Being a speedrunner, Dream has amassed a knowledge of Minecraft that stands far above that of all the hunters combined. More importantly, he knows how to actually use this knowledge to his advantage. In his latest run, he placed a TNT minecart on top of a tree. He then lured the hunters to chase him under the tree, quickly looking up and breaking the leaf block holding the minecart while passing it. The minecart fell, and promptly exploded onto the hunters, killing two of them and severely injuring the other two. Screams from the hunters afterwards suggested they had no idea what had occurred, and the two survivors in their confusion became easy pickings for Dream.


But everytime Dream pulls off one of these tricks, it’s the last time it will work. Worse, his assailants gain the knowledge of how these tricks work and can potentially flip them around on Dream. It’s a constant arms race that takes place over the course of multiple videos, and Dream is constantly on the losing side. However, just because the hunters learn how Dream’s tricks work doesn’t mean that they’ve learned why Dream uses them.

At one point in the latest run, Dream is hiding from the hunters in the walls of the Nether. In order to flush Dream out, the hunters take to using one of his own tricks: exploding beds. In the Nether, attempting to sleep in a bed causes an explosion similar to that of TNT. The hunters began frantically placing and exploding beds, but without the precision and timing Dream himself would use. Their flawed approach ends up killing one of the hunters, and leaves the rest weak enough for Dream to pick off.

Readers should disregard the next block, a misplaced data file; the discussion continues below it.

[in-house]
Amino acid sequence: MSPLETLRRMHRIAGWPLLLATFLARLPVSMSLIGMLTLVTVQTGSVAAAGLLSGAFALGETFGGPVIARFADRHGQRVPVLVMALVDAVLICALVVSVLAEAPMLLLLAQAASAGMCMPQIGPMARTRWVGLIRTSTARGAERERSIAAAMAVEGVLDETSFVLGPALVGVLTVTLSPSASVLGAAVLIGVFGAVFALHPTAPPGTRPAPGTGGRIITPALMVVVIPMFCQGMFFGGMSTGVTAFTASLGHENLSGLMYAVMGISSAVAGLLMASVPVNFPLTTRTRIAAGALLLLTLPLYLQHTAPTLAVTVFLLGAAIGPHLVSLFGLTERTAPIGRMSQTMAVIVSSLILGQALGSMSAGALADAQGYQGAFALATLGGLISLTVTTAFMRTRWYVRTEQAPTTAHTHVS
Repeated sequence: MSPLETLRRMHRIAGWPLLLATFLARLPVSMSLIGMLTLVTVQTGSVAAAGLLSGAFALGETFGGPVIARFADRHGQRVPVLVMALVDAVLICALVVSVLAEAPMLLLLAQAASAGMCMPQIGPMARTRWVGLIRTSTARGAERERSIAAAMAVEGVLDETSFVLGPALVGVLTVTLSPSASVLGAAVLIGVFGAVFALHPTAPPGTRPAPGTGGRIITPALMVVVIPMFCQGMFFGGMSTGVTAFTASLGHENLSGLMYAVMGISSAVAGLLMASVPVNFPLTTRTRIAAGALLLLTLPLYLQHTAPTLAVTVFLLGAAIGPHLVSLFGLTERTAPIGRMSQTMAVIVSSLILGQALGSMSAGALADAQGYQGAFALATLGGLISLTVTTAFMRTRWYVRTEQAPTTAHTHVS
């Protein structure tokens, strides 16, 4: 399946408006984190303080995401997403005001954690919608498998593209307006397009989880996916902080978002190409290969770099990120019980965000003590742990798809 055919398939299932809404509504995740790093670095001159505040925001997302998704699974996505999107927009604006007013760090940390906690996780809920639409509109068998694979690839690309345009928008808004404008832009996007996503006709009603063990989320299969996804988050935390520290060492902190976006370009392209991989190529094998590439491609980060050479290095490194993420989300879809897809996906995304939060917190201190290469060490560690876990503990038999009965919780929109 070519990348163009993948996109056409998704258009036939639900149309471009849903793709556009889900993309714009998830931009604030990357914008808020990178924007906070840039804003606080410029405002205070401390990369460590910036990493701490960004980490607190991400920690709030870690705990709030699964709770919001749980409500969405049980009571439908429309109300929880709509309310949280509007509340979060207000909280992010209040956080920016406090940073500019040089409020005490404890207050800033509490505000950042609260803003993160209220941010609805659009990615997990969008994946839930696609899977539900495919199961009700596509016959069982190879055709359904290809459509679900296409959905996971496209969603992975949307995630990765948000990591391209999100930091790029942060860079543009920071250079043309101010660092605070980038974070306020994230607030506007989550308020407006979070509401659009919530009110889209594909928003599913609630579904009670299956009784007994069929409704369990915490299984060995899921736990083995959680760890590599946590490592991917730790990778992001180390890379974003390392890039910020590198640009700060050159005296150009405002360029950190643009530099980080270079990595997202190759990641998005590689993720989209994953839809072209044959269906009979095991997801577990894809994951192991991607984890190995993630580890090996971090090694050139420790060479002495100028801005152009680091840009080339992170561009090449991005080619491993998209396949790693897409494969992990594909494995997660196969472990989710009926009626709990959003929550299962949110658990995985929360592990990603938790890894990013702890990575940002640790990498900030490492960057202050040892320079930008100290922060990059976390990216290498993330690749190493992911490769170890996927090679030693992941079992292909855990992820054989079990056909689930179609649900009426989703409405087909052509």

It’s not just that Dream knows that beds explode in the Nether, it’s that he knows when to make beds explode in the Nether. Dream possesses this gamesense across the entirety of the game, and it’s this same gamesense that makes the videos so enticing. Typically when you watch a speedrunner take on a game, it’s a given that they are going to both beat the game and take the path of least resistance. With the manhunter series, neither of these are guaranteed. Every strategy Dream uses loses its edge immediately after he deploys it, but he still manages to come up with new ones.

Watching Dream beat Minecraft manages to be an experience that leaves me slack-jawed every time. He doesn’t just win, he wins while the odds grow increasingly stacked against him. But Dream’s real innovation is his ability to innovate, taking the same game and finding new ways to exploit it every time he plays. His antics show that there really is an infinite amount of ways to play Minecraft—you just have to find them.

Nicolas Perez is an editorial intern at Paste and opinion co-editor for New University. He’s rambling on Twitter @Nic_Perez__.